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All About The Akwasidae Festival Of Ghana’s Ashanti Kingdom

 

Over 300 years ago, Okomfo Anokye, the priest or traditional healer of the Ashanti empire, who was then a friend and advisor of Osei Tutu (the Ashanti king at the time), called a meeting of all the heads of each Ashanti clan. The agenda was to unite under one of the chiefs whose stool would be greater than all the other stools, and any chief enstooled by any of the states was to swear the oath of allegiance to him.

Oral history has it that the meeting was also Osei Tutu’s carefully thought-out plan to overthrow the Denkyira, a neighboring kingdom and a highly developed Akan state that was quickly growing and gaining dominance over other southern states in the 16th and 17th centuries. During the meeting, Okomfo Anokye conjured a mysterious golden stool from the heavens which landed on Osei Tutu’s lap, meaning that he had been chosen by the ancestors and the gods as the “unquestionable king of the kings of the Asante Nation.”

Okomfo Anokye told the chiefs that the gold stool contained the spirit and soul of the Asante Nation. Osei Tutu took the oath of allegiance to the Golden Stool and all the chiefs took an oath of allegiance to Osei Tutu and the oath never to raise arms against the Golden Stool. That was the beginning of the Asante Kingdom (or the Ashanti Kingdom). Osei Tutu was, therefore, made the first King of the Asante Kingdom. The Asantes would later go to war against the dominant neighboring kingdom, Denkyira, in 1699 and would succeed with the help of Okomfo Anokye.

As a symbol of nationhood, and because it contains the soul of the Asante, the Golden Stool is considered to be so sacred that no person whatsoever is allowed to sit on it. It is kept under tight security and is taken outside only on exceptionally grand occasions such as the Akwasidae festival.

The Akwasidae festival of the great Ashanti Kingdom which commemorates the time that the Ashanti Golden Stool was magically brought down from heaven and worships ancestral spirits is celebrated once every six weeks on a Sunday. Occupying a significant place on the traditional calendar of the Asante, every paramount chief in Asanteman (Ashanti Kingdom) in Ghana’s city of Kumasi observes the day in his own jurisdiction, however, the main event is held at the Manhyia Palace. There, the Asantehene (Ashanti king) sits in state for his subjects and other visitors to pay him homage.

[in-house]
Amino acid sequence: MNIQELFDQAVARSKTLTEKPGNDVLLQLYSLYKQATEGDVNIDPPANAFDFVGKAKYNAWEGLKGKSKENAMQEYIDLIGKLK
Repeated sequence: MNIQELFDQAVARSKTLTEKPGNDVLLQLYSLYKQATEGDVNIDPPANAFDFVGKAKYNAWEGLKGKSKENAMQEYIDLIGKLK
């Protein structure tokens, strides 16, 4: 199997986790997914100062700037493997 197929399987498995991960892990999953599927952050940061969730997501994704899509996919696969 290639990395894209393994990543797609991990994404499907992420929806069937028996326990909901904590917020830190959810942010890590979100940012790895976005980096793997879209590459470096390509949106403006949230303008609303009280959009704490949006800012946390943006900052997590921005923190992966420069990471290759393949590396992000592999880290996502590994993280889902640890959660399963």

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The Asantehene, Otumfuo Osei Tutu II, arrives at the palace or festival grounds in a palanquin. Other chiefs, courtiers and members of his security detail follow. In front of chiefs and queen mothers presided over by the Asantehene, ministers of State, political party representatives, MPs, the business community and international visitors as well as the people of Asanteman is a display of rich Asante culture including dancing, drumming from different cultural bands and firing of muskets. Colorful brands of Kente cloth are also showcased during the durbar held in the Asantehene’s honor.

The Akwasidae is essentially an occasion to strengthen the independence of the Ashanti people and to re-affirm the loyalty of each state to the confederacy that came into being following the Ashanti war of independence fought against the Denkyira. In other words, the festival is to affirm loyalty to the occupant of the Golden Stool, that is, the Asantehene.

The Golden Stool which is believed to be housing the spirit of the Ashanti nation — living, dead and yet to be born — is a curved seat 46 cm high with a platform 61 cm wide and 30 cm deep. Its entire surface is inlaid with gold and hung with bells to warn the king of impending danger. At Akwasidae, the Asantehene sits in close proximity to the installed Golden Stool.

Note that Akwasidae comes into two parts. Besides the public celebrations, there are what various accounts have described as “solemn private ceremonies” performed by members of the royal family at the king’s palace chambers. There are rituals to cleanse the spirit of the king and the offering of ceremonial meals like mashed yam and strong drinks to ancestral spirits whose blessings are needed to guide the affairs of the kingdom. There is also the purification of “black, ancestral, hand-carved stools” to pay homage to dead kings, according to this report.

All in all, Akwasidae is a moment to learn new history, get connected with one’s roots, strengthen traditional bonds, and unite for the betterment of society. This month’s Akwasidae was held over the weekend together with the Olu of the Warri Kingdom, Nigeria, Ogiame Atuwatse III at the Manhyia Palace. The Olu of Warri Kingdom’s visit to Asanteman was to strengthen the union between the two kingdoms as well as to congratulate the Asantehene on his 23rd enstoolment on the Golden Stool, the Manhyia Palace said.

The Adae Kese Festival is the last Akwasidae of the year. It is usually held with donations sent to the poor and the needy.

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Written by PH

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